City of Oslo


Type 3: Multi-stakeholder urban alliance

Sector of the company/organisation

Public Sector

Name of activity/project (or solution offered)

Business for Climate

Relevant urban sustainability topic

climate (mitigation, adaptation,…)
resource-efficiency (waste, water, materials, circular economy,…)
infrastructure (built environment)
biodiversity (biodiversity, ecosystems, landscapes,…)
lifestyles (sustainable consumption, recreation, leisure,…)
sustainability strategy (strategy development at city level, urban planning,…)

Start year


Brief project summary

A climate and sustainability partnership between The City of Oslo and a number of public and private sector organisations in the region. The partners are engaged in innovation, sharing best practice and implementation of a range of actions to minimise their own climate impact, and help others minimise theirs.

Short activity description

The City of Oslo has a vision of becoming one of the leading environmental cities in the world. Their goal is to reduce half of the greenhouse gas emission by 2020, and with 95% by 2030. To achieve this it’s essential to engage the city's population as well as the many public and private organisations and companies. Today 70 regional companies are participating in Business for Climate, contributing to Oslo’s goal by conducting specific internal and external initiatives. The partners actively participate in the network by attending seminars where they present their initiatives and results. This collaboration creates an opportunity to co-create a culture for sustainability, share experiences, exchange information and develop new tools and solutions.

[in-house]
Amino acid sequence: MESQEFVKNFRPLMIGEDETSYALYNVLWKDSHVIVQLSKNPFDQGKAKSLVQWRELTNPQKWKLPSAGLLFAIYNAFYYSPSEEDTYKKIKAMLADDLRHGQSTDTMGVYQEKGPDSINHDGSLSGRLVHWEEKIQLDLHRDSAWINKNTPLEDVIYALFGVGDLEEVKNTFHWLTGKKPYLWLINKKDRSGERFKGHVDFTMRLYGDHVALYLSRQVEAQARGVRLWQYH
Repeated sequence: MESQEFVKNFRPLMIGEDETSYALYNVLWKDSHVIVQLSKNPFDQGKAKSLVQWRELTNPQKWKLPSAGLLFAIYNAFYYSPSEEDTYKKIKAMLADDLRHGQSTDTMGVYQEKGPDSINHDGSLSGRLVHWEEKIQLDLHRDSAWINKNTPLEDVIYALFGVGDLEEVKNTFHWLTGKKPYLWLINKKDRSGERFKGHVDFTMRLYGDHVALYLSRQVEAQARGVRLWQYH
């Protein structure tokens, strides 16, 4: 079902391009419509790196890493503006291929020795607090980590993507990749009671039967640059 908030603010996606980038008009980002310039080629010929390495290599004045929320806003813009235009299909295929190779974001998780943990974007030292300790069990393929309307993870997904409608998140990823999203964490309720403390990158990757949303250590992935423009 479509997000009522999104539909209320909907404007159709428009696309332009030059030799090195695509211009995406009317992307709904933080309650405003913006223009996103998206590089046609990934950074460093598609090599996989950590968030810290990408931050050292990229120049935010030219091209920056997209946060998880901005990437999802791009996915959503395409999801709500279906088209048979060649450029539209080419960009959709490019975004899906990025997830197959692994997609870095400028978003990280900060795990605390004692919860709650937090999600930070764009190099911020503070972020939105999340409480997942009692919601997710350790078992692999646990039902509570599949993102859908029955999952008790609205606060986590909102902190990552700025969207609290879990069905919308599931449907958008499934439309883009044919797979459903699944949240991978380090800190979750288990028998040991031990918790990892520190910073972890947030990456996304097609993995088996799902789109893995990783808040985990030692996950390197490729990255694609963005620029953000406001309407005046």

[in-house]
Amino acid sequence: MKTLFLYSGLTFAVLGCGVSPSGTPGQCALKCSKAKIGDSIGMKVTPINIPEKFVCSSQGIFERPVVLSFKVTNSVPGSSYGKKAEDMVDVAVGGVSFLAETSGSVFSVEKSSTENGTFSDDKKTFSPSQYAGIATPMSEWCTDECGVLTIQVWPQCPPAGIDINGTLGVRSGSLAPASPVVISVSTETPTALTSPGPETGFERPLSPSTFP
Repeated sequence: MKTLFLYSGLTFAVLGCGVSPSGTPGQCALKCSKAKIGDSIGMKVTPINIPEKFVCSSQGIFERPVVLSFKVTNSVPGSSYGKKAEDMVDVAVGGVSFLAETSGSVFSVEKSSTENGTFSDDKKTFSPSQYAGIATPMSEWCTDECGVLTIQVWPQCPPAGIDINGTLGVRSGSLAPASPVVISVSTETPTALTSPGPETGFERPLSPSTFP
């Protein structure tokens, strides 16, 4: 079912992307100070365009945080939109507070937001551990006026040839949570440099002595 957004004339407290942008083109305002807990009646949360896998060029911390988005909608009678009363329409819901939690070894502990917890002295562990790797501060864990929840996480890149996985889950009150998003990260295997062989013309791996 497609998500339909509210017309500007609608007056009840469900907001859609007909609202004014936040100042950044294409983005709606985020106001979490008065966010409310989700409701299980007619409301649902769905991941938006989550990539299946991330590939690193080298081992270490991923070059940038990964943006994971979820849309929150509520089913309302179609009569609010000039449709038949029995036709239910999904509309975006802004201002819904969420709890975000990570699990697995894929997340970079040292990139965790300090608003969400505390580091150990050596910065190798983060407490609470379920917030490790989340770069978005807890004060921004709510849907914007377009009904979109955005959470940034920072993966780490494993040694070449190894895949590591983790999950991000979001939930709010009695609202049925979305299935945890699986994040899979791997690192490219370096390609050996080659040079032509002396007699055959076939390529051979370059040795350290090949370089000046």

Achieved impact

By facilitating and motivating the partners, Business for Climate is a contributor to the following achievements:
- For the last three years 74% of the participants have development new green products and services.
- From 2013 to 2014 The City of Oslo has 4x increased the number of zero-emission vehicles. It’s also the city with the highest number of electric cars per person.
- Several of the companies have reduced their climate impact significantly. For example Telenor with a 34% reduction in 2014, and Asko, a transport and logistics company, with 47%.
- The network has also seen a 60%

Is this project a best practice? Why?

As the first project of its kind in Norway it has resulted in interest from other regions wanting to participate or replicate. With a wide range of business sectors and size of companies it creates a network collaboration where they can gain experience and inspiration from each other. The project has also gained international recognition in networks such as C40 and Eurocities. The UN Global Compact Cities programme has interviewed key people in Business for Climate for input on their research concerning the role of City and Regional Governments in promoting corporate responsibility and private sector engagement in corporate responsibility.

What are the main lessons learned during implementation?

An open arena for relationship building and a place to share achievements, also between the public and private sector, creates motivation and inspiration. By circulating the presenters everyone is contributing and actively engaged in the network. A collaboration between public and private sector will increase the chance of Oslo reaching its climate goals.

Other details